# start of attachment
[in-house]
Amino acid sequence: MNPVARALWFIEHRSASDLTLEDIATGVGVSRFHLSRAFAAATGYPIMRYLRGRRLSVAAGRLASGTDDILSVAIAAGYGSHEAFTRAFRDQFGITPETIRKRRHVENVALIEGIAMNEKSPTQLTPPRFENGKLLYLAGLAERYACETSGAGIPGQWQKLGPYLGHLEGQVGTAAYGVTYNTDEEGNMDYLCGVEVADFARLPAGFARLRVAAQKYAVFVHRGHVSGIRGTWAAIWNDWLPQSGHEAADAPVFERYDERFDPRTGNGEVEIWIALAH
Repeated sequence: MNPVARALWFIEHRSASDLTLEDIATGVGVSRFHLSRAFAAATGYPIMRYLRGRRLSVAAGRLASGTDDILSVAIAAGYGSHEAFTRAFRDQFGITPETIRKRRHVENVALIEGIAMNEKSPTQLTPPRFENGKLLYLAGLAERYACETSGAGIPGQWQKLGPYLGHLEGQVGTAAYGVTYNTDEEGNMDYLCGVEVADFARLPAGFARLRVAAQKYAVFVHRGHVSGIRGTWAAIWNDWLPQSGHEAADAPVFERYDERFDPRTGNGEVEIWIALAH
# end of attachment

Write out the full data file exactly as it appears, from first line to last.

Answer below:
[in-house]
Amino acid sequence: MNPVARALWFIEHRSASDLTLEDIATGVGVSRFHLSRAFAAATGYPIMRYLRGRRLSVAAGRLASGTDDILSVAIAAGYGSHEAFTRAFRDQFGITPETIRKRRHVENVALIEGIAMNEKSPTQLTPPRFENGKLLYLAGLAERYACETSGAGIPGQWQKLGPYLGHLEGQVGTAAYGVTYNTDEEGNMDYLCGVEVADFARLPAGFARLRVAAQKYAVFVHRGHVSGIRGTWAAIWNDWLPQSGHEAADAPVFERYDERFDPRTGNGEVEIWIALAH
Repeated sequence: MNPVARALWFIEHRSASDLTLEDIATGVGVSRFHLSRAFAAATGYPIMRYLRGRRLSVAAGRLASGTDDILSVAIAAGYGSHEAFTRAFRDQFGITPETIRKRRHVENVALIEGIAMNEKSPTQLTPPRFENGKLLYLAGLAERYACETSGAGIPGQWQKLGPYLGHLEGQVGTAAYGVTYNTDEEGNMDYLCGVEVADFARLPAGFARLRVAAQKYAVFVHRGHVSGIRGTWAAIWNDWLPQSGHEAADAPVFERYDERFDPRTGNGEVEIWIALAH